I guess what I would suggest is get the basic tools that are needed for most jobs. Things like a table saw, an air compressor and maybe a nailer or two, a random orbit sander, a belt sander, the common hand tools like a hammer and nailsets, a few good quality squares, measuring devices (I greatly prefer folding measuring sticks over a tape measure for any accurate woodworking projects), you'll need a drill and bits, and you might as well pick up a circular saw as well.

      Now, personally I wouldn't run right out and pick up these things. I would wait until the projects tell me I need them unless of course their is one heck of a good deal on them. Then you can judge by the project which tools are what you really need, insted of going out and buying tools and then realizing you bought something that really isn't going to suit your needs.

      Jeff

      Comment


      • #4
        Re: What tools are needed?

        Originally posted by Phil3 View Post
        I first visited this forum, as someone completely new to doing any construction or woodworking, asking questions about power requirements and space of two different Ridgid table saws. Based on some responses, I see I need to take a step back and evaluate just what tools I really need for projects like those below. The only power tool I have now is a Ridgid MS1065LZA 10" compound miter saw. I am open to buying whatever is necessary to do the projects below. I thought I would need a table saw to cut sheets for a work bench, a bookcase, garage cabinets. But, can I do this with a good circular saw, blade, and straightedge, or is that even a good idea? Just trying to buy the right tools the first time.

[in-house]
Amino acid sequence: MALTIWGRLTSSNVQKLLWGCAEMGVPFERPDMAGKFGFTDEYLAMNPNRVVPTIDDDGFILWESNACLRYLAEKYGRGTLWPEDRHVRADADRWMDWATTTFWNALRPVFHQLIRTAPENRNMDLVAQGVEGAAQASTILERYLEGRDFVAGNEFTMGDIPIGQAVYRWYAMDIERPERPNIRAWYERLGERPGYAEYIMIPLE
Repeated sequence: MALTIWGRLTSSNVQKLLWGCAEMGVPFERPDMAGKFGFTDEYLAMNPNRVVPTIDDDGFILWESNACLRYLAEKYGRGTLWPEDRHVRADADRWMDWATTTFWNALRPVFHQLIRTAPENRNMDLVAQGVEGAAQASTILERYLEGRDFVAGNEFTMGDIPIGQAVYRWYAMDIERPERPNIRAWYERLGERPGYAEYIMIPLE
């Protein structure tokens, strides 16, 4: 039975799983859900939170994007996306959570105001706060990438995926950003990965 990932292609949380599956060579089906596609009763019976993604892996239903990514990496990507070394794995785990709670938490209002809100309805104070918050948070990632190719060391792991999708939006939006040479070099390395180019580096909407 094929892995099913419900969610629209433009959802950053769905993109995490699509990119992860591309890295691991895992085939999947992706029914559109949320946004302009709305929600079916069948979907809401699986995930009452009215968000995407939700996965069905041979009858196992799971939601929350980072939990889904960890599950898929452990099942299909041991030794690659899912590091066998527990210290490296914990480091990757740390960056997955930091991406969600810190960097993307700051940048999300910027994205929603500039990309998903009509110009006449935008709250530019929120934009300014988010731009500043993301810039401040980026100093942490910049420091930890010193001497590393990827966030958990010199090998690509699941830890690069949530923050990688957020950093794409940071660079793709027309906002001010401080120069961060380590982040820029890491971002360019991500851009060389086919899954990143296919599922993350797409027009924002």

- Overhang for a patio.
        - Deck construction.
        - Work bench for garage and nicer bench for wife's hobbies (inside).
        - Sprinkler valve box (to hide and shield valves).
        - Bookshelves (including floating type).
        - Closet shelving.
        - Shoe rack, simple bookcase, stereo rack, shadow box, stair railing.
        - Crown molding & baseboard (I have the Ridgid 10" miter saw).
        - Garage cabinets, racks, tool storage.
        - Deck bench, chairs, railing, etc.

        Everyone here has been exceedingly helpful and generous of their time, in response to my elementary questions. Thank you for your patience.

        - Phil
        Phil,

        If you want to bust up sheet goods yourself, then you probably should get a circular saw instead of/before a table saw. To cut up sheet goods on the TS you'll need to get several roller stands (for cutting a full 4'x8' sheet, you need at least 3 of them if not more: 1 infeed, 1 off cut, 1 good cut) - or build an outfeed table.